Irene Kou, 15, sophomore, De Anza High
It feels like there’s more pressure to want to stay silent and even if you do ask for help, most questions are not fully answered due to the lack of the in-person and hands-on experience.
Katherine Henriquez, 19, senior, Richmond High
I feel that I’m not getting as much work done and have fewer resources around me. It makes me feel more stressed because teachers aren’t there and you have to wait for their response which might take days because they have other students to respond to as well. … I also miss seeing my friends and meeting new people at school.
Edwin Garcia, 17, senior, Richmond High
In the midst of all this chaos and struggle, it’s been very hard to stay motivated to do work and keep up with new assignments. … COVID-19 also changed the process of enrolling in college as I’m not able to go to the campus for tours or if I need help I can’t ask my teachers. Additionally, financially college has also become more frightening because of the financial crisis that’s spreading across the world. For now, I’m staying calm but the effects of quarantine are beginning to take a toll on my mental health.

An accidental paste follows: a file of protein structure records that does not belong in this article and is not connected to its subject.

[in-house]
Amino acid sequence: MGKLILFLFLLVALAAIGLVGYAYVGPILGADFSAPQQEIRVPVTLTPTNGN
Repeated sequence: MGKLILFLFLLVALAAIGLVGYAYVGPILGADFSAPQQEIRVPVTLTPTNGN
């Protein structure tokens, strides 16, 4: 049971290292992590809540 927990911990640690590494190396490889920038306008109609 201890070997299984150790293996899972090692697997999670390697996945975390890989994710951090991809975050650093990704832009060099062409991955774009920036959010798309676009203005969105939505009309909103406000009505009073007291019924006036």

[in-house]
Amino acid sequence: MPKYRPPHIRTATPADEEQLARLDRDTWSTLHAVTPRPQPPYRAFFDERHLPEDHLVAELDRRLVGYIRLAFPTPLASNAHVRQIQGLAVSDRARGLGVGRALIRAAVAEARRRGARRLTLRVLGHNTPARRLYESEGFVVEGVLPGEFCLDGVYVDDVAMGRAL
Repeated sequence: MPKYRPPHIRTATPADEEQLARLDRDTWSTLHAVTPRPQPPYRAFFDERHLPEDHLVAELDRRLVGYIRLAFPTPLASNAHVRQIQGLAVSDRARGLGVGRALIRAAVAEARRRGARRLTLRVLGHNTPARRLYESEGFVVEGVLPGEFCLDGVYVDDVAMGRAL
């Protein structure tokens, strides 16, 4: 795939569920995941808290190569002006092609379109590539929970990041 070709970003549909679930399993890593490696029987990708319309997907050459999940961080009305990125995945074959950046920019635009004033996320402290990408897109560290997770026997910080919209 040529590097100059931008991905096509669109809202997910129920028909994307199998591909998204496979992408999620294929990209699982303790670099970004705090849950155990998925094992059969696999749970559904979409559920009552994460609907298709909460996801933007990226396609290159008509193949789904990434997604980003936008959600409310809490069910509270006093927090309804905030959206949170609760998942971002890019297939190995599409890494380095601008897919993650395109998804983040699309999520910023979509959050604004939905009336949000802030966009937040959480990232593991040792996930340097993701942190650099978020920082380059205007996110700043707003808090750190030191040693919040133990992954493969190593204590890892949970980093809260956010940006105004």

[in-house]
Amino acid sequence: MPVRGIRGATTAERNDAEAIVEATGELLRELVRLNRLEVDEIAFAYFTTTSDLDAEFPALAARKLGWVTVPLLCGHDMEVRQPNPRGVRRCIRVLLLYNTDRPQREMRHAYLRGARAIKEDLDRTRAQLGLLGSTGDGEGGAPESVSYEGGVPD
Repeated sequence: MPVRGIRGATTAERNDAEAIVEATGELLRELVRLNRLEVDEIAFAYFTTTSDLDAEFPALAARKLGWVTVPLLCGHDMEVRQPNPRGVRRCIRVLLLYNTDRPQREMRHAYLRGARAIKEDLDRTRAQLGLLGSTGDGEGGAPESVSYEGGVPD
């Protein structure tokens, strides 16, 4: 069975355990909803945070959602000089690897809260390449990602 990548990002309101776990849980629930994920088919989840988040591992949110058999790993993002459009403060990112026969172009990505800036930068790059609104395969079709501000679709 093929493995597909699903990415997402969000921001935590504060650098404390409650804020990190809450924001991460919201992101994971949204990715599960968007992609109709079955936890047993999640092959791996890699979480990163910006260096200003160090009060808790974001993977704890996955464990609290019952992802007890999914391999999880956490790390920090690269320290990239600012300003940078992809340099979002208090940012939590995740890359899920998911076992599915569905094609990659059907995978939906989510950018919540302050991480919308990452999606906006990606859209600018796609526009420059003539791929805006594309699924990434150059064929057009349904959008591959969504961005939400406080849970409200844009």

Ricardo Castillo Fierro, 17, senior, Richmond High
Every day, I feel less motivated to do my work. At first, when this distance learning started. I thought the work was going to be easier. Then, as time passed everything just fell apart. I’m behind in all of my classes and it’s nearly impossible to catch up. I can’t do the work on my own. I want to learn with my classmates. Distance learning changed a lot of things for me. I wasn’t able to spend time with my friends and my last year of high school wasn’t what I expected at all. … It’s one of the reasons why I lost motivation in school because we aren’t going to be able to graduate on stage.
Yvette Garcia, 18, senior, Richmond High
I lost a part-time job due to the virus. I would work around 24-28 hours a week. I would contribute to my family’s expenses by giving $120 a month for the electricity bill in order to help my family. Not being able to help with the bills makes me feel useless because I know my family needs that extra help. … I also just miss being out in public with friends and doing outside activities (and) how it could take my mind off of things and just let me relax a little and enjoy the way things used to be.